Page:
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  • Brian Thibodeau

The Past Lives of My Father

Updated: Feb 9

There’s an empowerment that comes with knowing what propelled us into this world. In buddhist terms we are all connected. And like throwing a stone into a pond, there is a ripple effect to every creation and action on the earth.


I grew up watching my dad as an artist do his thing. I have never known a truer artist. On Sunday mornings sitting in the church pews, he would be peeling the crusted paint away from his finger nail beds. His hands were overly wrinkled for a man of his age. As such, he never could seem to excavate all of the residual paint.


In his old age he has become even more prolific, raw, and irreverent than ever in his creative process. Politicians. Hypocrites. Moralists. Gluttons. The disgust he feels towards his subject matter is transparent and accusing.


His genius is evident.


It was soon after I came to this realization, that my father was indeed the most authentic artist I have ever known or even studied, when I recognized him.


I was googling the google-web one day, although I do not recall the exact search term. I think it had something to do with “art studios” or “artist work space.” When suddenly I scrolled right past him. My father. I scrolled back up immediately and clicked.


“Photo of Claude Monet.”


Enlarge image.


WTFreak.





Obviously we all know the work of Monet. Those messy lily pads facilitated by the onset of cataracts. The distorted goldfish imprisoned in a glass bowl surrounded by leafy plants. In fact my dad had cheap framed posters of both in his apartment at one point. (It was the bullshit art posters that everyone hung up–social status being not defined by original artwork, but by how elaborate and expensive the frame was.) But, I had never seenMonet. And thus, I had no idea Monet was my dad’s doppelgänger.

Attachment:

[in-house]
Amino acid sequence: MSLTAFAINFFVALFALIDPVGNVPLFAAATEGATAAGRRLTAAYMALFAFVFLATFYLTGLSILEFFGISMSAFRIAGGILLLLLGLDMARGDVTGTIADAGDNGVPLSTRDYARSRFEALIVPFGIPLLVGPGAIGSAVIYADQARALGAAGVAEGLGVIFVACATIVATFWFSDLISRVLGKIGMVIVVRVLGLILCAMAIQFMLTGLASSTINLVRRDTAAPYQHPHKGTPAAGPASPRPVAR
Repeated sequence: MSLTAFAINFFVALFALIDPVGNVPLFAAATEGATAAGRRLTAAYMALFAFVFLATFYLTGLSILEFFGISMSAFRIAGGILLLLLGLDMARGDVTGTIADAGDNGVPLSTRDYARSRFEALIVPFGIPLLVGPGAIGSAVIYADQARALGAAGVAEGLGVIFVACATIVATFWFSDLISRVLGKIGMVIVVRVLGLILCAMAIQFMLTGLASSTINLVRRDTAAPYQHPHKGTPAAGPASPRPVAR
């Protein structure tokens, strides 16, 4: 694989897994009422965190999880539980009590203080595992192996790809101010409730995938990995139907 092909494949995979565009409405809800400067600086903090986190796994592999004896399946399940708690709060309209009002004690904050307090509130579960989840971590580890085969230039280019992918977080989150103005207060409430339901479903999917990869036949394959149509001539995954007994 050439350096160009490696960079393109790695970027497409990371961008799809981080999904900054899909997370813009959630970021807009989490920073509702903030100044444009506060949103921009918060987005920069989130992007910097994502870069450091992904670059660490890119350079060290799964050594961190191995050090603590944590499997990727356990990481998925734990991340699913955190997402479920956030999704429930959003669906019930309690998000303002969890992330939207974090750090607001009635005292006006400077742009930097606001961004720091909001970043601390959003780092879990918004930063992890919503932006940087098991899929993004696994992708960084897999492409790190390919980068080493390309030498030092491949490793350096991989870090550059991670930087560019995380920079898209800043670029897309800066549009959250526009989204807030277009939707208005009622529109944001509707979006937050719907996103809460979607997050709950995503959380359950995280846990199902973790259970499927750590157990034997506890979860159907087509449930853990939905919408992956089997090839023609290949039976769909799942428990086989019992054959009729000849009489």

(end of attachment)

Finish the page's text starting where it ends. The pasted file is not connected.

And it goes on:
Right click.


Save.


Continue scrolling.


Hold up!


There he was again. My dad. But this time as a young man. I had seen high school portraits of my dad, and this was definitely him in the 60s.


Click.


“Photo of Edgar Degas.”


Do what?





You know the artist. You‘ve seen those impressionistic ballerinas. How was this possible? Two doppelgängers of artistic and historical importance? It was all too clear. I mean, my dad’s second wife owned a dance studio for God’s sake!


These weren’t doppelgängers at all.


Monet: 1840–1926.


Degas: 1834–1917.


I don’t know how he lived two past lives at once. But he did.

This was my father. In some way. In his past life*.


Lives.*


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